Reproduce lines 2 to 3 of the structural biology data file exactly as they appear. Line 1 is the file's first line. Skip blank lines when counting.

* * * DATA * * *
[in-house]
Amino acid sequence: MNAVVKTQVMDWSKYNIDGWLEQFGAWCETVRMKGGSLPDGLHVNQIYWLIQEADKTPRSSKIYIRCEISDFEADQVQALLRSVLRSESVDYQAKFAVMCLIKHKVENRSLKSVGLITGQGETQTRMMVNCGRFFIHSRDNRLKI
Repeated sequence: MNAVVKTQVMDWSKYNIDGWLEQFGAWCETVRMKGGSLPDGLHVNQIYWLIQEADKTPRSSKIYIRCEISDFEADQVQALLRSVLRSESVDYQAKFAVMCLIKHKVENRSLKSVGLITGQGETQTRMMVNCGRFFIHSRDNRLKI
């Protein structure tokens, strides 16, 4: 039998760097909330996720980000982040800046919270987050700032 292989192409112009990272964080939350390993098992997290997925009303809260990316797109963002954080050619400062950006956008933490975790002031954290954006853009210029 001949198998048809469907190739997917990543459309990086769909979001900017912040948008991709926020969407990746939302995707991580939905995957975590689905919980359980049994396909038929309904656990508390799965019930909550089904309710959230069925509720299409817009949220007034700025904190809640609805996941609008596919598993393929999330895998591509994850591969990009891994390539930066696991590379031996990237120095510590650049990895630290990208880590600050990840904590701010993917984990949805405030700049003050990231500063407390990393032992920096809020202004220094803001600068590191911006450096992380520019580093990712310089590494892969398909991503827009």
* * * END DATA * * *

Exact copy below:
Amino acid sequence: MNAVVKTQVMDWSKYNIDGWLEQFGAWCETVRMKGGSLPDGLHVNQIYWLIQEADKTPRSSKIYIRCEISDFEADQVQALLRSVLRSESVDYQAKFAVMCLIKHKVENRSLKSVGLITGQGETQTRMMVNCGRFFIHSRDNRLKI
Repeated sequence: MNAVVKTQVMDWSKYNIDGWLEQFGAWCETVRMKGGSLPDGLHVNQIYWLIQEADKTPRSSKIYIRCEISDFEADQVQALLRSVLRSESVDYQAKFAVMCLIKHKVENRSLKSVGLITGQGETQTRMMVNCGRFFIHSRDNRLKI